Number bonus: Flip. The. Polarity.
Now this is a weird one. Once in a blue moon, during the static mix stage of the process, I realize that I can’t fit the vocal in the mix, no matter how much I try. I usually then flip the polarity of the vocal.
I’ve generally encountered this issue when mixing midrange-heavy songs. In these cases, it very rarely happens for the vocal’s and the instruments’ frequency content to be partially canceling each other.
Mind you, I flip the polarity on the audio clip/region/event/item itself. If you can't do that in your DAW, use a utility plugin as the only active processor on your vocal track, then flip the polarity. Render/bounce/export the vocal, then continue building your mix.
In most cases, going this far is unnecessary, but hey…you might find this trick useful every now and then.
You’ve learned a few ways to make your vocal cut through the mix, no matter how dense it might be.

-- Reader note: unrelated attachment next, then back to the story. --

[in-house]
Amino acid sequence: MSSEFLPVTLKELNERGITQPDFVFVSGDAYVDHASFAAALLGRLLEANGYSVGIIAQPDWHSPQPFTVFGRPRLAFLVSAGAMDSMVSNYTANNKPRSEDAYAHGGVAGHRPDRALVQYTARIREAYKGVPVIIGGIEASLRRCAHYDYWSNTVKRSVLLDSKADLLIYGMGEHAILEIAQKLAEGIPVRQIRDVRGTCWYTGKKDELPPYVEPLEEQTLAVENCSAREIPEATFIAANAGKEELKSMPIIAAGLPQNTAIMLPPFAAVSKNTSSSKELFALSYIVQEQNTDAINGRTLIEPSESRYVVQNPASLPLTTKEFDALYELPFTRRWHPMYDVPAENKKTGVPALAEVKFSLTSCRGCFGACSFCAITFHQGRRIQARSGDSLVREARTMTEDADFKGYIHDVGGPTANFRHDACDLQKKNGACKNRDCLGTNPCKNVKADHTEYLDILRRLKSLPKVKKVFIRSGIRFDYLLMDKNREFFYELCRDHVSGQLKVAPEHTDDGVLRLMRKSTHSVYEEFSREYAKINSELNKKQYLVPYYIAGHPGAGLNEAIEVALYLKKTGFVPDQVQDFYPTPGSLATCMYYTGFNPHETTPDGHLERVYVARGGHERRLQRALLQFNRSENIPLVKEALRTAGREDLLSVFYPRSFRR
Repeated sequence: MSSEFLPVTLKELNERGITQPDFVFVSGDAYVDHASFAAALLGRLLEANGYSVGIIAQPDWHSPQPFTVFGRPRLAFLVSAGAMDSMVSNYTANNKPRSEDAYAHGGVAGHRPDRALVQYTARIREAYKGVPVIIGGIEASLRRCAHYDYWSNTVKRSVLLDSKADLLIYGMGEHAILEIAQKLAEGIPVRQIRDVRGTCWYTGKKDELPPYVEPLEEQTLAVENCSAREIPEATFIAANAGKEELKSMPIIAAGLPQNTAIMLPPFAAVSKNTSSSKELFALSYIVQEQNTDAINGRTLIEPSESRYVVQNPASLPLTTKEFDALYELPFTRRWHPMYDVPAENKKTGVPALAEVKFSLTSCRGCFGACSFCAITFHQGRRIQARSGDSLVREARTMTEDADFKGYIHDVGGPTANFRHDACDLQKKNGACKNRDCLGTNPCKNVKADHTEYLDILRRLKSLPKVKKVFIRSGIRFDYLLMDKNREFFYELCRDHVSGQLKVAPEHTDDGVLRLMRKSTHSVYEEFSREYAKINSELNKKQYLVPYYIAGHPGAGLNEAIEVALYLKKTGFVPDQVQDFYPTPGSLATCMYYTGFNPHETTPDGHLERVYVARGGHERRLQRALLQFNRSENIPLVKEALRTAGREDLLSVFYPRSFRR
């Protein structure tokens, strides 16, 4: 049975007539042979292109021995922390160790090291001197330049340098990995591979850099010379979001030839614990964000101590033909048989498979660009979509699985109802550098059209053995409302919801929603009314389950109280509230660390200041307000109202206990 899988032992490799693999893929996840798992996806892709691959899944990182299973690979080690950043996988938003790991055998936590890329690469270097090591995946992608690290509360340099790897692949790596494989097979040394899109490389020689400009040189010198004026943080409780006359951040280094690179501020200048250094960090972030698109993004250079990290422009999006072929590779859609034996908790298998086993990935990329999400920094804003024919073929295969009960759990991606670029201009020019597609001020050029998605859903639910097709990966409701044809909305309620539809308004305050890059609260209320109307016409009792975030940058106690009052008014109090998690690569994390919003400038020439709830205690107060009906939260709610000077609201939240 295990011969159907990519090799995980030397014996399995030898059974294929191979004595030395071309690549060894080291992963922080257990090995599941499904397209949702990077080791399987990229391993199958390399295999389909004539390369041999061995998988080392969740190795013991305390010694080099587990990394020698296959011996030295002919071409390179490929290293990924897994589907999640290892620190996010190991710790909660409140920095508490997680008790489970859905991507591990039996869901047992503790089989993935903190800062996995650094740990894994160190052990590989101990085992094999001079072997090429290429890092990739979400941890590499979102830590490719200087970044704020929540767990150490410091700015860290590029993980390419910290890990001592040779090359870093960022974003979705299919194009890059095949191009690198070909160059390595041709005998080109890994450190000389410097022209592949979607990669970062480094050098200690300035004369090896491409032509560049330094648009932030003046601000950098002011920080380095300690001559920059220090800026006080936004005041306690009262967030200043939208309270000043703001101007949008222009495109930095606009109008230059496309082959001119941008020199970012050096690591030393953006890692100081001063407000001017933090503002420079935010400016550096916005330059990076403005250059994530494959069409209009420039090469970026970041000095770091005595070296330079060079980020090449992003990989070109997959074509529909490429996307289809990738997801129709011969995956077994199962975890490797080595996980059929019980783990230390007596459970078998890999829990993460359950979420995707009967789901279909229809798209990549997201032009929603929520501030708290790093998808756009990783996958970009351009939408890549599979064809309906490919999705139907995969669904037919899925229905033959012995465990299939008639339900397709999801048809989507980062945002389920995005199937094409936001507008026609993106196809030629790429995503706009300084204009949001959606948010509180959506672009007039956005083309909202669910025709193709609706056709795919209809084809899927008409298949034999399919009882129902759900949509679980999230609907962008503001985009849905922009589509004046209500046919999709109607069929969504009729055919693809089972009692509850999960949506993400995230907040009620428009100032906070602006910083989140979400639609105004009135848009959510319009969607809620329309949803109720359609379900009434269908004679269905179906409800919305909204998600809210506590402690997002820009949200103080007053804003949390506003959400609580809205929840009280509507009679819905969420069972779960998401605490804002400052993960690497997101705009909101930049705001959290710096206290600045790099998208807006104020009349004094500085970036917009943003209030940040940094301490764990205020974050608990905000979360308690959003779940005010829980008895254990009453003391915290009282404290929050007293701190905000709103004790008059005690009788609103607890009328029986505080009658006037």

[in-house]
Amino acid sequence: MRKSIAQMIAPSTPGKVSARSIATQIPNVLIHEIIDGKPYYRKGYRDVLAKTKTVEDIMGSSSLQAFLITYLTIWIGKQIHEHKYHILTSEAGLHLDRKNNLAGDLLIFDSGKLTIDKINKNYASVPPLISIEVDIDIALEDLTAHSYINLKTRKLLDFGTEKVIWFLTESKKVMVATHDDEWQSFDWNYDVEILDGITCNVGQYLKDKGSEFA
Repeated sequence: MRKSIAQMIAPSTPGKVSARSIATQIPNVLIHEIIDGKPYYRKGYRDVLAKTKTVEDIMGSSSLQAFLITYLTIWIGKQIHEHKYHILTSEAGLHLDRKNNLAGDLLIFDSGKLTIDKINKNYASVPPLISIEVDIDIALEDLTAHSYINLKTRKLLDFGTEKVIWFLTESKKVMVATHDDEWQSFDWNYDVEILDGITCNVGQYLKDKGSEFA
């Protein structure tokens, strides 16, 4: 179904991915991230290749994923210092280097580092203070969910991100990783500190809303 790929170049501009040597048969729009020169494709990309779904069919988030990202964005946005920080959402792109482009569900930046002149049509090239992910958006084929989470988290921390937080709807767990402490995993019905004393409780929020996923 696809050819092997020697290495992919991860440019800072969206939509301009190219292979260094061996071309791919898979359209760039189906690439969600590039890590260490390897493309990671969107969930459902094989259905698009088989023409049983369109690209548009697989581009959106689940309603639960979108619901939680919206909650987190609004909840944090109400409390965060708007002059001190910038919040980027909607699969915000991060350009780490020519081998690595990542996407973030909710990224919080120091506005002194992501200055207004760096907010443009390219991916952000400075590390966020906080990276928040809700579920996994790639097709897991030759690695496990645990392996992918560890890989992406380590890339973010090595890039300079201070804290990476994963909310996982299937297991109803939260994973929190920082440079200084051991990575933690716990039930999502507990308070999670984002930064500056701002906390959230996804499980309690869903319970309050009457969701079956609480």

Remember that the listener wants to hear the vocal loud and clear. They might enjoy the drum or guitar sounds you got, but they most likely won’t start beat-boxing the chorus drum groove while showering…right? Keep the focus on the vocal and you’ll be golden.
Have fun and treat your clients right!
By Mastering The Mix Contributor - Tiki Horea
Starting off as a drummer and continuing as an engineer, I've been involved in the music industry all of my professional career. I fell in love with mixing and mastering other artists’ music. Every musician deserves to get goosebumps when they listen back to the finished mixes. This is what gets me up in the morning.